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- The 2014 Big Picture on Cyber Security
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- Navigating Tough Choices in Government Cloud Computing
- The New Generation of Database
- Satellite Communications: Acquiring SATCOM in Tight Times
- Targeting Advanced Threats: Proven Methods from Detection through Remediation
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- The Truth About IT Opex and Software Defined Networking
- Value of Health IT
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Shows & Panels
Search Tags: sequestration
On this week's Your Turn radio show, Greg Stanford from the Federal Managers Association discusses firing senior executives and sequestration, among other topics. Andy Medici from the Federal Times joins host Mike Causey to discuss pay raises, postal reform and the IRS budget.
When it comes to lowest price, technically acceptable policies, the Defense Department wants more than "acceptable" for its acquisition services. Even with looming sequestration forcing DoD to stretch financially, Frank Kendall, undersecretary of Defense acquisition, technology and logistics, said the department must incentivize contractors to provide better value as well as best prices.
The National Defense Panel delivered "Ensuring a Strong U.S. Defense for the Future" an assessment of the 2014 Quadrennial Defense Review put forth by the Defense Department.
Worried about a repeat of last year's government shutdown? Senior Correspondent Mike Causey tells us whether there's another October surprise in your future.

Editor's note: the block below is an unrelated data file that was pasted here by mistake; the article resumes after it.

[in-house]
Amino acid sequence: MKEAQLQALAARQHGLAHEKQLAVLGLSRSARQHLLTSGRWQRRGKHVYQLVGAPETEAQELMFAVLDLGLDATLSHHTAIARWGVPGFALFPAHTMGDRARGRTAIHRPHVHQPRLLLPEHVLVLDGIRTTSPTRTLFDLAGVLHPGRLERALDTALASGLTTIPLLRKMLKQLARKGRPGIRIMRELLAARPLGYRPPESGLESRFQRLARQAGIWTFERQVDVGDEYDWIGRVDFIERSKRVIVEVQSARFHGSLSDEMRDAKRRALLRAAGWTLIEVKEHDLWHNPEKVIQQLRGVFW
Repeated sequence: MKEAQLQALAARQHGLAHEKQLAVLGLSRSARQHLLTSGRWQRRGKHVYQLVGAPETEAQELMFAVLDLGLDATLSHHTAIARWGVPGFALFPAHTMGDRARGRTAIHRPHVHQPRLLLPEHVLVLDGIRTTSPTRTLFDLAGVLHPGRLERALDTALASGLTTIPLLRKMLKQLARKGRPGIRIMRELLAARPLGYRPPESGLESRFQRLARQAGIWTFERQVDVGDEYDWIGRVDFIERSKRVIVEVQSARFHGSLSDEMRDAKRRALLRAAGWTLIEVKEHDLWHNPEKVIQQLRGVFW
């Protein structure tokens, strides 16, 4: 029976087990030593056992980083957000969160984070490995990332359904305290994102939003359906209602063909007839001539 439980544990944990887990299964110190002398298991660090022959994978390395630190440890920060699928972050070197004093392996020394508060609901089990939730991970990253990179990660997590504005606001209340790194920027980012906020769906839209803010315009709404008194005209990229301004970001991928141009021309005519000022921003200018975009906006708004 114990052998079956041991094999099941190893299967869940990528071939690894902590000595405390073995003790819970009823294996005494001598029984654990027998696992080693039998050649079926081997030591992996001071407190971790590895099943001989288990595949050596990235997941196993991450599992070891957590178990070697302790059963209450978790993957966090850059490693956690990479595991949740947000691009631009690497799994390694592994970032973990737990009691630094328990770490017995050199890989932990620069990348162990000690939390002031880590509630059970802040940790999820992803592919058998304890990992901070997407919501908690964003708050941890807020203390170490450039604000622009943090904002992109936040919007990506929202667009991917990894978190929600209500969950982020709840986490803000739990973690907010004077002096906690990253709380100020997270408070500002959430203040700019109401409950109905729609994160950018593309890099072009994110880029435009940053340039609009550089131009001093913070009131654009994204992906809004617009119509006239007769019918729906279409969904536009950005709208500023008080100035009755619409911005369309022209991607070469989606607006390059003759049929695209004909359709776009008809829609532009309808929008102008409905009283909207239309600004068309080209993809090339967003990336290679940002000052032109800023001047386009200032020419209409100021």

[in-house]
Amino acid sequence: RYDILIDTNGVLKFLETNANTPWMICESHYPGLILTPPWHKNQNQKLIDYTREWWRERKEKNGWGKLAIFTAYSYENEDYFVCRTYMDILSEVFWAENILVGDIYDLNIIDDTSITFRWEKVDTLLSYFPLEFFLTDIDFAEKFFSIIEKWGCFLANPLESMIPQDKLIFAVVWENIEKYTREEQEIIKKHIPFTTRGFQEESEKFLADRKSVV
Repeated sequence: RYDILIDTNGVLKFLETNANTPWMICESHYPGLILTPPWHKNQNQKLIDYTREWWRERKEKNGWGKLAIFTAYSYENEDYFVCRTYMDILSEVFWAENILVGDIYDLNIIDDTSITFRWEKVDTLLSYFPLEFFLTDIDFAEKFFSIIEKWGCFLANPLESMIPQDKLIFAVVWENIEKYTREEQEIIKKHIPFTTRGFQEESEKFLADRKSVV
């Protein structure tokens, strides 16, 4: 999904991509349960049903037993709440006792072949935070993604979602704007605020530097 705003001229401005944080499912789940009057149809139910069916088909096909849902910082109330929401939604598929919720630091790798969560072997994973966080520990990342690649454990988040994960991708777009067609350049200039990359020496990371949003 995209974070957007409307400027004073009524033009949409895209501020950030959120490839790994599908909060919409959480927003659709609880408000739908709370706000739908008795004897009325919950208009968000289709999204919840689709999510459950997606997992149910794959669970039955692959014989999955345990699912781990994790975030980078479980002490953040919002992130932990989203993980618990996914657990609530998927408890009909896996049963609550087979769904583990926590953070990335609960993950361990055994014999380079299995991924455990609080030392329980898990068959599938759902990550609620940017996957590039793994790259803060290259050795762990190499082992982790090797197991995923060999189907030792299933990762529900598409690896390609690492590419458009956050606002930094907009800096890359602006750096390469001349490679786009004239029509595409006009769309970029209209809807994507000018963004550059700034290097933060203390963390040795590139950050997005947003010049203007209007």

Top Pentagon officials have been railing against the consequences of sequestration ever since the Budget Control Act was passed in 2011. And in their planning documents, they've also decided not to acknowledge the likelihood that the cuts are here to stay. For the last three years, officials have submitted budget requests that exceed the caps in current law, and they've indicated they plan to continue doing so in future years. Even if the Pentagon isn't building its military plans around sequestration, some outside analysts are taking a look at what various scenarios would look like under lower funding levels. One of them is Rob Levinson. He's a senior defense analyst for Bloomberg Government, and shared some financial predictions on In Depth with guest host Jared Serbu.
To maintain readiness under current budget pressure, the Defense Department needs to have a long-term mindset and rethink their force structure, according to Rep. Rob Wittman (R-Va.), chairman of the House Armed Services Readiness Subcommittee.
Among ten topics the Army's new undersecretary says he's pondering: the service's seeming inability to convince policymakers of the need to keep a standing active duty force of about the size the nation has today, even during budget cuts.
Internal Revenue Service and Social Security Administration employees see the results of budget cuts and sequestration. Federal News Radio Senior Correspondent Mike Causey wrote in his column "Alice in Washington Wonderland" why these cuts apply to the federal workforce on In Depth with Francis Rose.
Thanks to Congressional budget cutters and the White House sequestration program, two of the most important federal operations - the IRS and the Social Security Administration - are getting smaller and slower. So, how much longer can we afford these 'savings', Senior Correspondent Mike Causey asks?
From hiring freezes and furlough days, to cuts to travel and equipment upgrades, the IRS generally 'took reasonable steps' to plan for sequestration, according to a new audit.